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Combustible Gas Powered Pogo Stick

Patent No. 2,929,459
Inventor: Gordon Spitzmesser, Elwood, Indiana
Issued: March 22, 1960
For more information, be sure to read the notes, below!

A pogo stick which is, in essence, a small gasoline motor. The connecting rod for the piston is the foot of the pogo stick, and the bouncing action fires the spark plug through a magneto. You fill the tank, turn on the switch, and bounce… and each bounce takes you higher...and higher...

and higher...

and higher...

and higher...

and HIGHER...

Any volunteers to write the products liability insurance on this thing?


Notes:


Photo courtesy Chris Koveleski


E-mail we've received about the Gas-Powered Pogo Stick


From: Dick Spitzmesser
Sent: Monday, March 05, 2001 11:07 AM

Gentlemen:

My name is Edwin R. (Dick) Spitzmesser. I am the son of Gordon Spitzmesser, the inventor of the gas powered pogo stick featured in your web site. I was 12 during the time Dad was working on this invention- he had several other patents, and many ideas (he died last May).

I would test it each time he tinkered with it. It ran on butane, but really jumped high when we once used a mixture of acetelyene and oxygen! He used a model "A" Ford spark coil which delivered quite a few volts to the unprotected spark plug - as I once found out when my zipper came in contact with it briefly. I haven't had a thrill like that since!

In 1960 or 1961 we were invited to appear on the "Dave Garroway" show in New York City. Dad was interviewed and I demonstrated the product on national television. By the way he called it the "Pop Along."

He never made any money from the invention, but he enjoyed it immensely. He was working on a car that would run on water, but would never tell me the details. Thanks for honoring him on your website.

Edwin R. (Dick) Spitzmesser


Sent: Thursday, November 04, 1999 4:33 PM

A friend of mine was a dealer for these things back in the early '70's. I remember them very well and they were quite difficult to master. I actually got quite good at it.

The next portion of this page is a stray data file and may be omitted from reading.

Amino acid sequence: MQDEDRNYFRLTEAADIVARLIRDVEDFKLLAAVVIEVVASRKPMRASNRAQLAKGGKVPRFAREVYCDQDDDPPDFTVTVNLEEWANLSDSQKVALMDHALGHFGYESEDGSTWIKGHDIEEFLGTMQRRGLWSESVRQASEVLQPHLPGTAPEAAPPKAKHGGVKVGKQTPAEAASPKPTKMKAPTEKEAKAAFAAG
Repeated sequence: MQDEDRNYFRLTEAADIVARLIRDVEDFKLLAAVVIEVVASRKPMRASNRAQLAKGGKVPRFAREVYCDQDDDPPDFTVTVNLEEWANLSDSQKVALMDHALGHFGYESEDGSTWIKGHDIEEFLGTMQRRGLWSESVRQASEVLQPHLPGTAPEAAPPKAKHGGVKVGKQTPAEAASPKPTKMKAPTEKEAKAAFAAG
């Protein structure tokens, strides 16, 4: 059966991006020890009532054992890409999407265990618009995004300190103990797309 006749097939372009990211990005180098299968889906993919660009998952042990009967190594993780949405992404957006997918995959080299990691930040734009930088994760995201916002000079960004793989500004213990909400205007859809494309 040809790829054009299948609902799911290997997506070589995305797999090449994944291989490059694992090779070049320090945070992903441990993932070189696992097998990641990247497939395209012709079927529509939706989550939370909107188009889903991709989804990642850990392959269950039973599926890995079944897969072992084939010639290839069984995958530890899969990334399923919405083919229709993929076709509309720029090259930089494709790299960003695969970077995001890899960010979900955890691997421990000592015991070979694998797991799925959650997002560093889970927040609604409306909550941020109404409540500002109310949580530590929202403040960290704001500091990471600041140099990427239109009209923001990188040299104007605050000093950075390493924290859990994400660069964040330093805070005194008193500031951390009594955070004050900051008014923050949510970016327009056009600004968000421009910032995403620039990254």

If you maintained a forward leaning position you could really cover some ground. If you leaned ever so slightly to one side or the other you were launched awkwardly off with equal vigor with no hope of recovery.

The fuel as I recall was alcohol laced with castor oil a la model airplane fuel and once warmed up, the pogo would permeate the surrounding air with that distinctive smell.

My friend could step on, give a couple of hops and basically just stand there and idle ....pop pop pop. The harder you jumped, the higher the compression and greater uptake of fuel, and the bigger the pop. They also ran much better once they had heated up a bit.

I wish I had one today.


Thinking that I had a weird memory from elementary school, today I decided to check into it and lo and behold there it was.

I went to school in Belgium in the Seventies and I had a friend (whom I am now going to track down) who brought one of these contraptions to Elementary School. I distinctly remember riding this thing one time. I jumped up and down a few times and POW it kicked in and I remember being able to see into the second floor classrooms. Quite a thrill I can assure you.

Down I came in a heap and looked up to see a concerned nun staring at me. The nuns where hovering over me in the schoolyard with this look of dismay, like "not again Colin." Needless to say, I was quite the hellion when I was
in school.

Thank you for the info on your web page and assuring me that this memory was accurate. I do not recommend these things nor do I want one...Just wanted to say thanks for the warnings about those contraptions. I would love to track down the friend I had back then and see if he still has the "Hop Rod".

Thanks.
Colin Ian Provan


From: Edward Skakie: edward_skakie@bigfoot.com
Sent: Saturday, March 13, 1999 12:52 PM
To: bpm@bpmlegal.com

I have one brand new Hop Rod which has never been opened, and one which was opened and used for approx. 1 hour, just long enough to mess up one's back.

There was a story going around at the time that Goodyear racing tire engineers had redesigned the piston & port configuration and, with special fuel, were getting 12' per hop. Due to back stress, I can't see this being a popular diversion.

A very good sense of balance was required, as the hop rod still worked if you came down on an angle, resulting in one being propelled sideways. A TV personality tried one "live on air"; he got tilted a bit & it catapulted him into his desk, breaking his collarbone & wrist, if I remember correctly. I think a few incidents of this type were the cause of the Department of Transportation banning them.

Both my units were purchased for Oscar Kovalesky's Auto World, in Penna, in the 1960's. After they were banned, Oscar was selling them with some sort of plaque which outlined the history, up to and including the ban. If anyone wants one, both my units are for sale.

Thanks for an interesting & fun web site.


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